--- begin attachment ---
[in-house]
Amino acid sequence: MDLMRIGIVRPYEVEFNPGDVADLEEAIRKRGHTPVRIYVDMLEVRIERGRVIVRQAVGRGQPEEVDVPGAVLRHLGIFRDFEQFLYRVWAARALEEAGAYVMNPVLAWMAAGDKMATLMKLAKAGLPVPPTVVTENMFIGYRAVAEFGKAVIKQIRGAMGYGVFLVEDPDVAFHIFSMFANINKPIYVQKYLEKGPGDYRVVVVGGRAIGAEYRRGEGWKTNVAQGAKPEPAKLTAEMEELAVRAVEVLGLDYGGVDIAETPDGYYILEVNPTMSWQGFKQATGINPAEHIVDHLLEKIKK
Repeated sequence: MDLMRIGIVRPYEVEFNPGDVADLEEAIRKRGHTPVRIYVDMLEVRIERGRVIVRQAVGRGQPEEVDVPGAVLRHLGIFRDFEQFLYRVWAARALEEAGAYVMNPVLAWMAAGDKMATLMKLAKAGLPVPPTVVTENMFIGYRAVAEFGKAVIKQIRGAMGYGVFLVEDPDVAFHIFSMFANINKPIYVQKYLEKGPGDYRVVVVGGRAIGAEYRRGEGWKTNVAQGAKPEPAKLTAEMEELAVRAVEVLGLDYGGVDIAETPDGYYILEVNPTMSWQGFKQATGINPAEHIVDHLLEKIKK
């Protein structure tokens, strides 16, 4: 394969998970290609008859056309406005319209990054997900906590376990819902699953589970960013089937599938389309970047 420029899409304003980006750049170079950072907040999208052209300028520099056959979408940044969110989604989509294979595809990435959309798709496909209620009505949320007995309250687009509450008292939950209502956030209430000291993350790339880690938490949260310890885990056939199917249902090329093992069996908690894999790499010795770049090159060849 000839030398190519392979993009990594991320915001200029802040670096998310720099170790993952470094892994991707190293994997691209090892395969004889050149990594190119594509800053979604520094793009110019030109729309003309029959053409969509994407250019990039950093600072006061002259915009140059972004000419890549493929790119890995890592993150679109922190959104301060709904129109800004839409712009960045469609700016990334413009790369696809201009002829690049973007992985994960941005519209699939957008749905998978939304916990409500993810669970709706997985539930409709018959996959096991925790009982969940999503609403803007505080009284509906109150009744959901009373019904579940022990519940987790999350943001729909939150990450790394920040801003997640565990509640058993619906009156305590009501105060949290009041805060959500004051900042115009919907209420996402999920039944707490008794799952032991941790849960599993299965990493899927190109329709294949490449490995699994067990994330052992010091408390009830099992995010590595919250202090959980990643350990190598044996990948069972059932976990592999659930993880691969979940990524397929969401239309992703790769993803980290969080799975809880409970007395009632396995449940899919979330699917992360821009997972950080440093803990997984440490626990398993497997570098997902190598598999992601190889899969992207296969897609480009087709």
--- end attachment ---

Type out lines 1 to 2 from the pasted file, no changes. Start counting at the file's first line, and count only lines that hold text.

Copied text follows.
[in-house]
Amino acid sequence: MDLMRIGIVRPYEVEFNPGDVADLEEAIRKRGHTPVRIYVDMLEVRIERGRVIVRQAVGRGQPEEVDVPGAVLRHLGIFRDFEQFLYRVWAARALEEAGAYVMNPVLAWMAAGDKMATLMKLAKAGLPVPPTVVTENMFIGYRAVAEFGKAVIKQIRGAMGYGVFLVEDPDVAFHIFSMFANINKPIYVQKYLEKGPGDYRVVVVGGRAIGAEYRRGEGWKTNVAQGAKPEPAKLTAEMEELAVRAVEVLGLDYGGVDIAETPDGYYILEVNPTMSWQGFKQATGINPAEHIVDHLLEKIKK